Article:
WebMD Corp. last week posted a whopping net loss of $6.7 billion for 2001, a year in which it restructured a variety of information-technology businesses into three operating segments and depreciated or wrote down the value of billions of dollars in assets.
The Elmwood Park, N.J.-based health information company has never been profitable since its formation in 1998, and its net loss for 2001 was more than double the $3.1 billion net loss it recorded for 2000. The principal reason was a $3.8 billion charge in 2001 for impairment of long-lived and other assets.
But that charge, although an alarming figure, is largely a purge of inflated asset value built during an equity-financed acquisition spree in late 1999 and early 2000, said David Francis, a Nashville-based healthcare analyst with Jefferies and Co. The value of those acquisitions, when announced, totaled $9 billion in then-pricey stock. The current market value of WebMD is only $2.4 billion.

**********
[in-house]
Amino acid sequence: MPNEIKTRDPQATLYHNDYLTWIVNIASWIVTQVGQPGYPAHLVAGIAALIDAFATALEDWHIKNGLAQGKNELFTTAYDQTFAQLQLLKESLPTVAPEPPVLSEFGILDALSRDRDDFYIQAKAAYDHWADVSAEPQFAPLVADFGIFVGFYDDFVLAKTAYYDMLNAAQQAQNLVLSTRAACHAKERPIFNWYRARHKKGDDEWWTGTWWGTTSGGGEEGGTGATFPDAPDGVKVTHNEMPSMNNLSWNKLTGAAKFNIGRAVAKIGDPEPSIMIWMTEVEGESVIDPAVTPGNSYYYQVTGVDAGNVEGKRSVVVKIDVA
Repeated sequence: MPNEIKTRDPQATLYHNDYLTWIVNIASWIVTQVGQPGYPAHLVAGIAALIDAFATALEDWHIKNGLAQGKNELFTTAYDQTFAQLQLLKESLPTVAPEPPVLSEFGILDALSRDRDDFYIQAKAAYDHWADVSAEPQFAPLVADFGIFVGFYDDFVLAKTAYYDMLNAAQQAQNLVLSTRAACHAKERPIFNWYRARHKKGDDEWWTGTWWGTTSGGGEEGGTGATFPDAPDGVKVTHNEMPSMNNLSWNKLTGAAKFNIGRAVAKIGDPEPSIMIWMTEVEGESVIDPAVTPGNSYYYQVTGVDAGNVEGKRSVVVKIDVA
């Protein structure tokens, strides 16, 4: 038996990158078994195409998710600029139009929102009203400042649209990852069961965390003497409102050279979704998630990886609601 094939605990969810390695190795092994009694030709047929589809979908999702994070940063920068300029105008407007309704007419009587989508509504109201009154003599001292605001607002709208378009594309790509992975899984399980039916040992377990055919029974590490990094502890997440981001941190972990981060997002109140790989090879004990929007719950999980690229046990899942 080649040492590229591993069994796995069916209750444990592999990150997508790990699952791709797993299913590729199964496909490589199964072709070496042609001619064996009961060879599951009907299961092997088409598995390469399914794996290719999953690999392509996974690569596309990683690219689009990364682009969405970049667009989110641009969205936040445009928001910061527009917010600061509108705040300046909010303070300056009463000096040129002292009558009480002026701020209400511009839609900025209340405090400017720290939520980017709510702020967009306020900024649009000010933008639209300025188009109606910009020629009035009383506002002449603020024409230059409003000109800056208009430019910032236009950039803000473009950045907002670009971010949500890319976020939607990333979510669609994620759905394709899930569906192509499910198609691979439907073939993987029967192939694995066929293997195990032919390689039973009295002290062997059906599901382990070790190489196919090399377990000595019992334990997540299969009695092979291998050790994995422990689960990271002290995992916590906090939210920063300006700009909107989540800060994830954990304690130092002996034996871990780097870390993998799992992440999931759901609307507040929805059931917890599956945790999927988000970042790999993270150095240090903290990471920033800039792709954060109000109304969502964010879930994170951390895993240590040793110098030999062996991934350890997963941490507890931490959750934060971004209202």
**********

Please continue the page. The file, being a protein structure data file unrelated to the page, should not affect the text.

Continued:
The restatements of asset value "do not reflect necessarily real dollars but rather the manifestation of doing many acquisitions using an over-inflated stock price, which through accounting translates into large dollar losses in write-offs," Francis said.
The write-offs acknowledge that WebMD is not going to recover that value in the current business environment that rejected the wild promises of Internet entrepreneurs, he said. The company also took a charge of $2.4 billion for depreciation and amortization.
Despite the multibillion-dollar losses, WebMD is not in dire straits, Francis said. The company has reduced the rate at which it is burning cash, he said, although its total cash on hand of $253 million is little more than half of last year's total. WebMD reported an operating loss of $82.3 million on revenue of $706.6 million, which the company took as a positive sign after losing $246.2 million on operations a year ago on revenue of $517.2 million.
Known originally as an online health information provider, WebMD derived only $75 million in revenue from that part of the business, one of three units into which the company was restructured.
WebMD's Envoy unit, which operates an electronic health-claims clearinghouse purchased in 2000, posted $384 million in revenue. Its Medical Manager unit, which markets a physician-practice information system acquired in a 2000 merger, earned $260.2 million in revenue.